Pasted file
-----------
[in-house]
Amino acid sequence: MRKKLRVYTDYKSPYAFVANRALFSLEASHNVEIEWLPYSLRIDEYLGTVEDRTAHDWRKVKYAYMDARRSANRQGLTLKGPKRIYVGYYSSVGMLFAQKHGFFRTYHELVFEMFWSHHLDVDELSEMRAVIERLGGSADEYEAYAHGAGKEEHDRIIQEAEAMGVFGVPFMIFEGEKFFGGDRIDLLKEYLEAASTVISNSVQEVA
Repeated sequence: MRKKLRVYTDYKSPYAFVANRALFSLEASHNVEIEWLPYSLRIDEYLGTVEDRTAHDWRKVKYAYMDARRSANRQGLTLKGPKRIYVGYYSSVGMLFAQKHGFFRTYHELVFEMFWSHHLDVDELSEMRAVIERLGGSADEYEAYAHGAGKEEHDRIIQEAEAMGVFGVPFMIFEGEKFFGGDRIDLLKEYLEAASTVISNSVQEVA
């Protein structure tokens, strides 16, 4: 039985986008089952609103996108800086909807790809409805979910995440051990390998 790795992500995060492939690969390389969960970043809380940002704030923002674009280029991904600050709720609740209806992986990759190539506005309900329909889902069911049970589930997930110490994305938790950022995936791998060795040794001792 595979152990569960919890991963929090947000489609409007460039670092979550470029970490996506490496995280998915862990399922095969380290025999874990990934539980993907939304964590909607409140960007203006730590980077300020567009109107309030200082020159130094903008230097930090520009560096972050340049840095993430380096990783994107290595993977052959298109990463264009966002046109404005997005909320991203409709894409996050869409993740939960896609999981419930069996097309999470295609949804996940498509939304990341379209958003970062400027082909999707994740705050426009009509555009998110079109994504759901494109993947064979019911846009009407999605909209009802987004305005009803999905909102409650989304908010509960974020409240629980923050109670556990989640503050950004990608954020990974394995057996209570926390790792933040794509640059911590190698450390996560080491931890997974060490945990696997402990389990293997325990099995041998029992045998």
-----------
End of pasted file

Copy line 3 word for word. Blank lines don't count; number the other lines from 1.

Repeated sequence: MRKKLRVYTDYKSPYAFVANRALFSLEASHNVEIEWLPYSLRIDEYLGTVEDRTAHDWRKVKYAYMDARRSANRQGLTLKGPKRIYVGYYSSVGMLFAQKHGFFRTYHELVFEMFWSHHLDVDELSEMRAVIERLGGSADEYEAYAHGAGKEEHDRIIQEAEAMGVFGVPFMIFEGEKFFGGDRIDLLKEYLEAASTVISNSVQEVA